@

expectancy = WR - L(1-R)

profit factor = WR / L(1-R)

Thus, for an 'edgeless' system, and ignoring transaction costs, W=L and R=50%, so

expectancy = (Wx0.5) - (Lx0.5) = 0

profit factor = (Wx0.5) / (Lx0.5) = 1

Or perhaps the confusion is coming from my definition of MM, as follows.........

@

It seems that you're confusing MM with exits, or trade management. I use the definitions given in Dr Ryan Jones' book, p4: "

I've discussed Van Tharp's coin toss entries (invariably a 'hot' topic) in some detail here. Dr Tharp is talking about exits, not MM (see footnote below).

If you isolate the MM component, then unless you meet the criteria explained in my previous post (i.e. autocorrelation, or an edge from entries

David

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[EDIT] Footnote — from Dr Tharp's book, p 200, "

**nubcake**: Are you confusing profit factor with expectancy? If W = ave net win size, L = ave net loss size, and R = win%, then:expectancy = WR - L(1-R)

profit factor = WR / L(1-R)

Thus, for an 'edgeless' system, and ignoring transaction costs, W=L and R=50%, so

expectancy = (Wx0.5) - (Lx0.5) = 0

profit factor = (Wx0.5) / (Lx0.5) = 1

Or perhaps the confusion is coming from my definition of MM, as follows.........

@

**nubcake**, @**PipMeUp**:It seems that you're confusing MM with exits, or trade management. I use the definitions given in Dr Ryan Jones' book, p4: "

*Money management, as defined here, is limited to how much of your account equity will be at risk on the next trade. It looks at the whole of the account, applies proper mathematical formulas, and lets you know how much of the account you should risk on the next trade.*". If we use this definition, MM is about position sizing and method, i.e. fixed frac, fixed ratio, optimal-f, etc — which, if I understand correctly, is what is being discussed by the OP in this thread. Whereas trade management is about exits, i.e. initial SL and TP, subsequently moving SL to lock in profit, etc. I explained my thoughts in more detail recently here, and why IMO it's important to make the distinction between them. So if you decide to use a 20 pip SL, that's trade management; and then if you decide to risk 1% of your equity, or $125, or trade 0.15 lots, that's MM.I've discussed Van Tharp's coin toss entries (invariably a 'hot' topic) in some detail here. Dr Tharp is talking about exits, not MM (see footnote below).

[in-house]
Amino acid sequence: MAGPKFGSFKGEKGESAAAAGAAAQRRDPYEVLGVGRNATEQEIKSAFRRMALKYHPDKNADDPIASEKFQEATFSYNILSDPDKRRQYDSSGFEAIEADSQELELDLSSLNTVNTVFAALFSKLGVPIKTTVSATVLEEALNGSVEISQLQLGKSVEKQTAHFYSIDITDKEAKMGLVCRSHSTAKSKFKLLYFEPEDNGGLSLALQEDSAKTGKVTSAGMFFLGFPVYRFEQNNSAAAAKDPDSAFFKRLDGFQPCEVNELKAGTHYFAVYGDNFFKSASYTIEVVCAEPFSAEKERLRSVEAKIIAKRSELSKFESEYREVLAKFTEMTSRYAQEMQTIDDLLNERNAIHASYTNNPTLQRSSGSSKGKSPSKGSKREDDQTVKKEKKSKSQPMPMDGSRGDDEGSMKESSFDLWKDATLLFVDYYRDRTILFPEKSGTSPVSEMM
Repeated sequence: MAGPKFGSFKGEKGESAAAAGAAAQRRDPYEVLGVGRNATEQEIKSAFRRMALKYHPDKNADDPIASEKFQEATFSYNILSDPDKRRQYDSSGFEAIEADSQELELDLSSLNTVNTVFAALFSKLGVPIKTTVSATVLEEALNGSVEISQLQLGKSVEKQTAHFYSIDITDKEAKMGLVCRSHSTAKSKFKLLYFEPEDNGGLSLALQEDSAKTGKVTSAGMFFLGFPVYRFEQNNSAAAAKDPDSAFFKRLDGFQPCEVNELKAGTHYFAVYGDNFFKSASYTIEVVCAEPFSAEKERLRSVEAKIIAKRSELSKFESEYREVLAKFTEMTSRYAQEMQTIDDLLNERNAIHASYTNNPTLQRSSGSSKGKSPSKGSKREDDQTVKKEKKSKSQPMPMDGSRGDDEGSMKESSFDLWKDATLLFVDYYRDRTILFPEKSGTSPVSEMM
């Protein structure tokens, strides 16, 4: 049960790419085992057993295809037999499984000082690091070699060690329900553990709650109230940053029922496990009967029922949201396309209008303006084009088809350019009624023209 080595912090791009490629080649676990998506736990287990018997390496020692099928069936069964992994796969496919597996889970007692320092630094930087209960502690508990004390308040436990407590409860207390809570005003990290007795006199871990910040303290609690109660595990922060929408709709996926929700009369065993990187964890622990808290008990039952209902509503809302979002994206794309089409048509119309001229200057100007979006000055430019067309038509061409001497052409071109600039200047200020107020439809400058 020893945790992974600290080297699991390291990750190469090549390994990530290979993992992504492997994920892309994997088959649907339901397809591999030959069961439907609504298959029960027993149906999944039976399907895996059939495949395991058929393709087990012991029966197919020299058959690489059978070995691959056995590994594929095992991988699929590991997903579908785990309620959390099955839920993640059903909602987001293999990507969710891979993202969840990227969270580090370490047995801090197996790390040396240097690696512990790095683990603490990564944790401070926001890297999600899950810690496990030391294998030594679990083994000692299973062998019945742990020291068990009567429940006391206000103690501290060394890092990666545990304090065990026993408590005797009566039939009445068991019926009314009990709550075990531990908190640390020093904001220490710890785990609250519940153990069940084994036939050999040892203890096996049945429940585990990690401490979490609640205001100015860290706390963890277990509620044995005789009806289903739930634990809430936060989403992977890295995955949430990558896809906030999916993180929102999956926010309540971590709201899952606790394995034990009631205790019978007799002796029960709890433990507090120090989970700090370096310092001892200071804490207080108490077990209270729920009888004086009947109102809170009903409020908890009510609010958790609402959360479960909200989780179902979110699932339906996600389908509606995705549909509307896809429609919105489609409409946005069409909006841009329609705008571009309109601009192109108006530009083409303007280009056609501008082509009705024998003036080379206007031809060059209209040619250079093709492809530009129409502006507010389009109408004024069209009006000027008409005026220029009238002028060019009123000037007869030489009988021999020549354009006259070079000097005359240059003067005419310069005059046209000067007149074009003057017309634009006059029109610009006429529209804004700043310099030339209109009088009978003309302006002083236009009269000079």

If you isolate the MM component, then unless you meet the criteria explained in my previous post (i.e. autocorrelation, or an edge from entries

**and/or exits**), your net expectancy will be zero. That is the hypothesis that I'm putting forward. The attached XLS can be used to test different MMs. It assumes independent events, and thus attaches equal weight to all possible 64 distribution outcomes from 6 trades. Satisfy yourself that no matter how you vary your position (bet) sizes, the total net expectancy across all possible outcomes is always 0. The only way to gain an edge is to tinker with both the win rate and RR settings, an imbalance between which is ultimately created by the efficacy of entries and exits. You can extend the XLS to cover any number of events (trades); the results remain the same. Among MMs touted by FF members, I've tested martingale, anti-martingale, d'Alembert, Guetting and Oscar's Grind — all of these MMs (in isolation) have a total net expectancy of 0. I'm still trying to find one that doesn't.David

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[EDIT] Footnote — from Dr Tharp's book, p 200, "

*Our random entry system — consisting of random entries, a three times volatility trailing stop, and a simple MM system involving 1% risk — made money on 100 percent of the runs*". Isolating the components, and using common sense, the edge can't be coming from simply sizing consistently at 1%, nor from the random entries, hence it is the trailing SL (i.e. exits, as opposed to MM). It would be interesting to run tests on different FX pairs/timeframes, to see if that still holds true, under current FX market conditions.Attached File

Martingale comparison.xls 125 KB | 265 downloads

I have left FF. Please don't expect replies to your posts.